Join David Gassner for an in-depth discussion in this video The history of Java, part of Java 8 Essential Training.
- Java has a long history. It started in 1991 when Sun Microsystems began something called The Green project. The goal was to create a new portable programming language. One that could be used to create applications that could run on multiple operating systems without having to be recompiled or ported. The original name of the language was Oak for a large Oak tree that stood outside the windows of the developer's offices. But by the time the language was first released it was renamed Java, supposedly because of the amount of coffee that the developers were drinking.
Java was first released to the public in 1995 and starting then the phrase Write Once, Run Everywhere was popularized. Again, the goal of Java was that you'd be able to write a program and you'd be able to compile it once, and then run it in Unix, Solaris, Windows, Mac, and other operating systems for which there was a Java virtual machine. Java evolved swiftly. In the early years there was a new release about once a year. In 1996, Sun released the first complete Java developer's kit or JDK, supporting a broad range of application development tasks.
Version 1.1 the following year saw improvements to the object oriented nature of Java with inner classes and JavaBeans, the JDBC API for talking to databases, RMI or remote method invocation for distributed systems, and reflection for improving the dynamic capabilities of the language. In 1998 Java was rebranded as J2SE or Java 2 standard edition. The standard edition moniker distinguished it from enterprise edition, which was the framework for building large scale web applications.
The version number was Java 2, version 1.2. A little confusing and the 2 after the J stuck around for many, many years. But the versions were incremented using point numbers. 1.1, 1.2, 1.3, and so on. Java 2 SE 1.2 included the swing graphical API for building desktop applications, the collections framework for managing multiple data elements, and new tools including the just in time compiler and the browser-based Java plugin to standardize the version of Java across the web.
A couple of years later J2SE 1.3 added new tools including the HotSpot JVM, a new version of the Java virtual machine, the sound API and improved debugging. In 2002, version 1.4 added new tools in the language. And then in 2004, and a major milestone, J2SE 5.0 was released, known internally as 1.5. From this point forward Java would be known as Java 5, Java 6, Java 7, Java 8 and so on.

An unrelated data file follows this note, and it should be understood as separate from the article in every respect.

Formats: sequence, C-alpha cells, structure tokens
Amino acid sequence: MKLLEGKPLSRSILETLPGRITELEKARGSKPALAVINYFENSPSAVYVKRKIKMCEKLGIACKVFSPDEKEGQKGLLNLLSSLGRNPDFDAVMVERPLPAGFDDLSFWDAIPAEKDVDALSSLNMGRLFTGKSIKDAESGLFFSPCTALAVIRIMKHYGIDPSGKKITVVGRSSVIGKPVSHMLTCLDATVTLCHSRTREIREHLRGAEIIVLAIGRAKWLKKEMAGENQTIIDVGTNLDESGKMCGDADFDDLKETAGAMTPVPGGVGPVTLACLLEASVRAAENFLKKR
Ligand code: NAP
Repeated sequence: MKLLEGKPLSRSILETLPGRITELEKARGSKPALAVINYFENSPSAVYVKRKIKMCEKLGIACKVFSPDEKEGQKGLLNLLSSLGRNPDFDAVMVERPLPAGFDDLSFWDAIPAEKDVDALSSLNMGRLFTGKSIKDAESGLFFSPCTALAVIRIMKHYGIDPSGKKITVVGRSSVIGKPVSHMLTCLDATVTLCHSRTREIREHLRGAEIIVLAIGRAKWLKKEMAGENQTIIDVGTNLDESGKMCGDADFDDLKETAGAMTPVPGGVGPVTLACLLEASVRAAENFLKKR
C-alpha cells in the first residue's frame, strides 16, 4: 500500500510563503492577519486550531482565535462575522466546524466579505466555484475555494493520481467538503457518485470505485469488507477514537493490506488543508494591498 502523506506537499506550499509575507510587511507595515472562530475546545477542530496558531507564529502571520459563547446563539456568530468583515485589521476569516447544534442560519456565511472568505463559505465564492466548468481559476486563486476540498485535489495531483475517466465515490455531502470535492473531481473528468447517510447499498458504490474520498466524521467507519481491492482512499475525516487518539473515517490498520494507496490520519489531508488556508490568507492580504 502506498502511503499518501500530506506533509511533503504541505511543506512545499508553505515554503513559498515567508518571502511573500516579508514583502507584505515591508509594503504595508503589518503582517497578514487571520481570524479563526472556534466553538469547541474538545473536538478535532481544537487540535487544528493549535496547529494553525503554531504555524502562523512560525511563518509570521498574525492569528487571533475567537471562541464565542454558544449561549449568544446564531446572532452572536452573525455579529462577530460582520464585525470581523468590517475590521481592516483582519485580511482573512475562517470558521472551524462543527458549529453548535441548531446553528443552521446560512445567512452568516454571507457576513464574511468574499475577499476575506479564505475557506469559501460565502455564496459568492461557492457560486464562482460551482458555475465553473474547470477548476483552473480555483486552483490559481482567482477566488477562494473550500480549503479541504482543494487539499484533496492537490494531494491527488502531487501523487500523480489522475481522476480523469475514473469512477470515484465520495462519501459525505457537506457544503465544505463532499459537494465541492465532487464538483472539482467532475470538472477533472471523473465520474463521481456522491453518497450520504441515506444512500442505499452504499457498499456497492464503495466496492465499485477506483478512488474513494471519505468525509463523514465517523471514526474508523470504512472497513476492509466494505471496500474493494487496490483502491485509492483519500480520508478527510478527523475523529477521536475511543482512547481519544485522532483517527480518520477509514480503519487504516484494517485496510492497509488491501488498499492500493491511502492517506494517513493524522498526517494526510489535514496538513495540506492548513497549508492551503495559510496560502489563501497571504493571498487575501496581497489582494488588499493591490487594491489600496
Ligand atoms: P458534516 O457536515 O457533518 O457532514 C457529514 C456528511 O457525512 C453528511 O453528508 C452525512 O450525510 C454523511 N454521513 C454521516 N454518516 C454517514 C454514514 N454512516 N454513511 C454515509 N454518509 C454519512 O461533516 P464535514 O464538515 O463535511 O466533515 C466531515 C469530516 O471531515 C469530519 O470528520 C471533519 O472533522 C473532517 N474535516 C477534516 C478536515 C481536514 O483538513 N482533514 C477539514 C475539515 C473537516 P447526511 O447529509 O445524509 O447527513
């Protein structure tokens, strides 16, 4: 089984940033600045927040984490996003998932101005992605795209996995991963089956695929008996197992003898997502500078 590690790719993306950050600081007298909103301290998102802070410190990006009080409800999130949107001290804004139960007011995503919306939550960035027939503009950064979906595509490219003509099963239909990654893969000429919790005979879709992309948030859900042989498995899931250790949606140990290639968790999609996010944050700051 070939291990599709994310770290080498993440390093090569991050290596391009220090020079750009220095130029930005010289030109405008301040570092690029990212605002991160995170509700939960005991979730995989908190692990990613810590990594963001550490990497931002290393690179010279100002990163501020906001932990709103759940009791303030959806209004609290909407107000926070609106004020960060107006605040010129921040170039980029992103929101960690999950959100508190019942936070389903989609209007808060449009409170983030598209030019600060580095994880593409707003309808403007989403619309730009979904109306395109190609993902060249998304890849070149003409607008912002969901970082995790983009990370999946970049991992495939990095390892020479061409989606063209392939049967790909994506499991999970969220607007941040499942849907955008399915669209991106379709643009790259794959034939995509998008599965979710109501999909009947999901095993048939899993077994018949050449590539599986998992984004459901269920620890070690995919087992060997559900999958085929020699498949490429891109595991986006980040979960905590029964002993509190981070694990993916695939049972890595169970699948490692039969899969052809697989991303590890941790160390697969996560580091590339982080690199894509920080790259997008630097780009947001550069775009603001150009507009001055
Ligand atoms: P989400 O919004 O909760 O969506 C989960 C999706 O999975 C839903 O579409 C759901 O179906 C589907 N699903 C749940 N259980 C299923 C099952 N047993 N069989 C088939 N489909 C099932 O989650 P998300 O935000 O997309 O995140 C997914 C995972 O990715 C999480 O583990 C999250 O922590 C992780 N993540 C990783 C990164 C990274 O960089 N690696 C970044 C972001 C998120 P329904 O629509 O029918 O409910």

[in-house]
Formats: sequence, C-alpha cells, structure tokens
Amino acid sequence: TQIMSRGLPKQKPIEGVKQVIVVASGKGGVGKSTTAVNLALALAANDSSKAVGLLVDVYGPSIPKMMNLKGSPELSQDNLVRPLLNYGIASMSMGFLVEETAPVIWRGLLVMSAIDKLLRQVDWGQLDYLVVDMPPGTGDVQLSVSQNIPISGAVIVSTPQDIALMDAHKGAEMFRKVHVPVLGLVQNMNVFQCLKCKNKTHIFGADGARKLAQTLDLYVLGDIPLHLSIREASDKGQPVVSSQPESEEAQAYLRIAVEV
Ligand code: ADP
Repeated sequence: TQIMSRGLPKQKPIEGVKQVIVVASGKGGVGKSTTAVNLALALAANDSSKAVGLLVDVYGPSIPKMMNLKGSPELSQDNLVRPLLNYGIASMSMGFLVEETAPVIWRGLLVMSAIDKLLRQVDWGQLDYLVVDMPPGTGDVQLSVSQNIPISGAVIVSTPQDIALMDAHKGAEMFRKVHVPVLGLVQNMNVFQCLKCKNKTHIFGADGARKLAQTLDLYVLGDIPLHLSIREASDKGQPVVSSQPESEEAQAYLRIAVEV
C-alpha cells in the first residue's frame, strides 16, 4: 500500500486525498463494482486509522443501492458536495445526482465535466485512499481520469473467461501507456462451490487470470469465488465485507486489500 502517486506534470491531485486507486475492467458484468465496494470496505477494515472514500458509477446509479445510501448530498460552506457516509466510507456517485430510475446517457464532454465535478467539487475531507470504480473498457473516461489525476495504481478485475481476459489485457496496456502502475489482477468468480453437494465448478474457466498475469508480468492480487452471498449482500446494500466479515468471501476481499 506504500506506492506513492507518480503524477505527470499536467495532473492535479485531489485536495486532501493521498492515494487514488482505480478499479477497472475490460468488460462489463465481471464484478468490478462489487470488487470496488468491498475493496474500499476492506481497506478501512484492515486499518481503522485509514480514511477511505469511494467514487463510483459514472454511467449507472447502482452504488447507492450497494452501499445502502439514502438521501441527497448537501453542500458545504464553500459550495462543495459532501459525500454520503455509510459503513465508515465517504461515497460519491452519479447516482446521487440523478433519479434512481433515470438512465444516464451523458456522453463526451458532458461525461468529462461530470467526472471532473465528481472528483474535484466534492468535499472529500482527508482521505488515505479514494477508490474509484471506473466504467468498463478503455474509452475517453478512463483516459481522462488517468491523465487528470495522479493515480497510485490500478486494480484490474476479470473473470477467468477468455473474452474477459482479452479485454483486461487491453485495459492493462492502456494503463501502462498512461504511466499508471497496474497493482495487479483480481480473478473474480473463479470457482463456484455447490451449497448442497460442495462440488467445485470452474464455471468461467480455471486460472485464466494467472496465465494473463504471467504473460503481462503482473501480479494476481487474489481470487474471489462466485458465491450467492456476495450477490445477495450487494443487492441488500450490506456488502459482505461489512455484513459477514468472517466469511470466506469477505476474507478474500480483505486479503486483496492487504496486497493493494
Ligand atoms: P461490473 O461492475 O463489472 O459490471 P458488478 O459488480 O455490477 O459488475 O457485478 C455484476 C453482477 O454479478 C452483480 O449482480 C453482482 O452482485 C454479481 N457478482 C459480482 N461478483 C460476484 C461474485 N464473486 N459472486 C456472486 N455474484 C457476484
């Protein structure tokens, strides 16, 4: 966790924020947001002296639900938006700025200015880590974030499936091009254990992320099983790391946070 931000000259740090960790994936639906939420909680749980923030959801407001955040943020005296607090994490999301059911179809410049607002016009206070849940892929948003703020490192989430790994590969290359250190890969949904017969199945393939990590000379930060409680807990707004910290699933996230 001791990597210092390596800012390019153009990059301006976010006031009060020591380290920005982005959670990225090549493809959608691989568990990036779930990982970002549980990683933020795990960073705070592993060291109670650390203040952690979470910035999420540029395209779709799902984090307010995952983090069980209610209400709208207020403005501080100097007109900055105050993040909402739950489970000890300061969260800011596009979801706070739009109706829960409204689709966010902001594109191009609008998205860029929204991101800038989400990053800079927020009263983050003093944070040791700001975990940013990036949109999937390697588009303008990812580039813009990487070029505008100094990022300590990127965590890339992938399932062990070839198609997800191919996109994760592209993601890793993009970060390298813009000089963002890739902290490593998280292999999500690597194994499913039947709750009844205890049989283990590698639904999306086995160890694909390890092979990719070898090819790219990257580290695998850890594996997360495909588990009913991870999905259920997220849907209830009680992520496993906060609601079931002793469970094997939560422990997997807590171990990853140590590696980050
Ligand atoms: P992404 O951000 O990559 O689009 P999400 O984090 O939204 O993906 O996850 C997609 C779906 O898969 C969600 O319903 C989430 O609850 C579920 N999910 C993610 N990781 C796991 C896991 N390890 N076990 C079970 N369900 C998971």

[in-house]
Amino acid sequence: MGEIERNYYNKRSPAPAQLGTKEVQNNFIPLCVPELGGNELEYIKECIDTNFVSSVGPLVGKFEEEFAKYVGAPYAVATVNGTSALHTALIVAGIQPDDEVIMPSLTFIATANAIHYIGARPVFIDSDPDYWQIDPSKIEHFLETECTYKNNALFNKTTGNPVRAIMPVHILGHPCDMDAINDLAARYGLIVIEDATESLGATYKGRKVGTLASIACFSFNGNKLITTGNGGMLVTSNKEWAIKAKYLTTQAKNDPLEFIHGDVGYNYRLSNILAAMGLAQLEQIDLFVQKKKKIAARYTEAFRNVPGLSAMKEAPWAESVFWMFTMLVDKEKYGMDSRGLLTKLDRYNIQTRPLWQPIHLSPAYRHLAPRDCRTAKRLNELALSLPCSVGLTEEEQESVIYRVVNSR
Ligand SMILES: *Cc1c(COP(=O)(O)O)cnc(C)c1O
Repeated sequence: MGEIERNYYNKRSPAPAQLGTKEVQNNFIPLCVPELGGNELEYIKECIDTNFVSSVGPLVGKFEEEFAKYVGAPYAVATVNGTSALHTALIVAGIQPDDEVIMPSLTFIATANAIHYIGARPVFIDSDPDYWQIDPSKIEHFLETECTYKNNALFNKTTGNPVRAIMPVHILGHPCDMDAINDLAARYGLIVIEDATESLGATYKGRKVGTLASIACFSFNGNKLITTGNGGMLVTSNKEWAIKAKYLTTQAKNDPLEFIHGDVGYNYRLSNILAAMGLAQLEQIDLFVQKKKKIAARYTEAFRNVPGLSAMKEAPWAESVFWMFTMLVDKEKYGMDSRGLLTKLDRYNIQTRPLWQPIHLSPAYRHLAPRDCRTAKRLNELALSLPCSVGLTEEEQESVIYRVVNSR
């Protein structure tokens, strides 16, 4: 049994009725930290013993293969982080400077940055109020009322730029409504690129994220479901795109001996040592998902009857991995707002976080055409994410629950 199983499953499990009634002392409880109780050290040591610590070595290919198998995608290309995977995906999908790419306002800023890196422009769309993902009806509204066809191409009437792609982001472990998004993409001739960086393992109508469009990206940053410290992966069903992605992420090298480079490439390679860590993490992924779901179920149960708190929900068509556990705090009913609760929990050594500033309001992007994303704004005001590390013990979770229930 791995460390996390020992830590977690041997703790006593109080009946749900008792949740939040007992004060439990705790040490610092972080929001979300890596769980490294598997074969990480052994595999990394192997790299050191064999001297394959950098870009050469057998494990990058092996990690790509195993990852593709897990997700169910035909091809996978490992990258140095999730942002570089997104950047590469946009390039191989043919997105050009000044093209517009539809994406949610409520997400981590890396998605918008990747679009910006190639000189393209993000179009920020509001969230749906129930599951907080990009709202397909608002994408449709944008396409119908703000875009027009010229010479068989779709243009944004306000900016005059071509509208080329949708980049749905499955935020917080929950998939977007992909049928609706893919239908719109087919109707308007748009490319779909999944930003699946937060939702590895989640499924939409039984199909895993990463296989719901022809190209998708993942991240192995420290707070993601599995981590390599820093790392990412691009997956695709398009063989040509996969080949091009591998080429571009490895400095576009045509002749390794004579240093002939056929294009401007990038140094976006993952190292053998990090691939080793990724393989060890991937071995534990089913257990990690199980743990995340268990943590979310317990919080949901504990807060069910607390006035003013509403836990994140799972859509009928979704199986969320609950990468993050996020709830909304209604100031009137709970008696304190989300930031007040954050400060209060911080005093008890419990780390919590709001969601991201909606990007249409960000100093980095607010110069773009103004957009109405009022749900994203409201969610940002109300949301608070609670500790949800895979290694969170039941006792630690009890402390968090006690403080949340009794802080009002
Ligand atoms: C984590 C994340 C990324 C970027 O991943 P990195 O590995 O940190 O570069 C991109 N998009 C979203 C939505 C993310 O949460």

But internally it still maintained the point versions. So, even now the most recent version of Java has a marketing tag of Java SE 8 but internally it's Java SE 1.8. Java 5 was a major change for the language. A new feature called Generics was implemented that allowed you to strongly data tag elements belonging to collections, enumerations, variable arguments, and looping with for each were all improved.
In terms of the core language syntax this was really the last major change. Everything else has been incremental. Features that you could choose to use or not to use depending on the kind of programming you were doing. In 2006, Java 6 appeared. It improved performance for database connectivity, improved graphical programming, and added other small features to the language. And after that the pace of change slowed. From 2006 to 2010, Sun Microsystems released occasional maintenance releases and so you'd have Java 6 maintenance release 10, 11, 12, and so on.
But it took four years until a new major version came out and then in 2010 Oracle bought Sun Microsystems and all of its assets including the Java programming language. Oracle Corporation now manages Java, along with JCP, the Java Community Process that Sun began, and after Oracle purchased Java the pace of change increased again. In 2011, we got J2 SE 7. It included significant new syntax changes listed here and some other small scale tools.
And then the most recent version as of the time of this recording was released in 2014. Java SE 8 implemented lambda expressions, a new date/time API, and other syntax improvements. And we're expecting another version of Java down the road, Java SE 9. It's currently planned for release in September 2016. According to the current plan it'll implement modularization of the Java Runtime libraries and at one point it included a plan for a new lightweight JSON API.
But doubts come into question. We won't know for sure what's going to be in Java SE 9 until about six months before it's finally released. But for now, Java SE 8 is the most recent major version of Java for everything except Android development. For Android developers you'll want to look to the features of Java 6 and Java 7.
- Understanding the history and principles of Java
- Installing Java, IntelliJ IDEA, and BlueJ
- Creating a Java project
- Working with variables, values, and expressions
- Working with object data types
- Building, comparing, and parsing strings
- Debugging and exception handling
- Creating loops and reusable code
- Passing arguments by reference or value
- Using simple and complex arrays
- Creating custom classes
- Understanding inheritance and polymorphism
- Managing files with Java libraries
- Documenting code with Javadoc
- Packaging classes in JAR files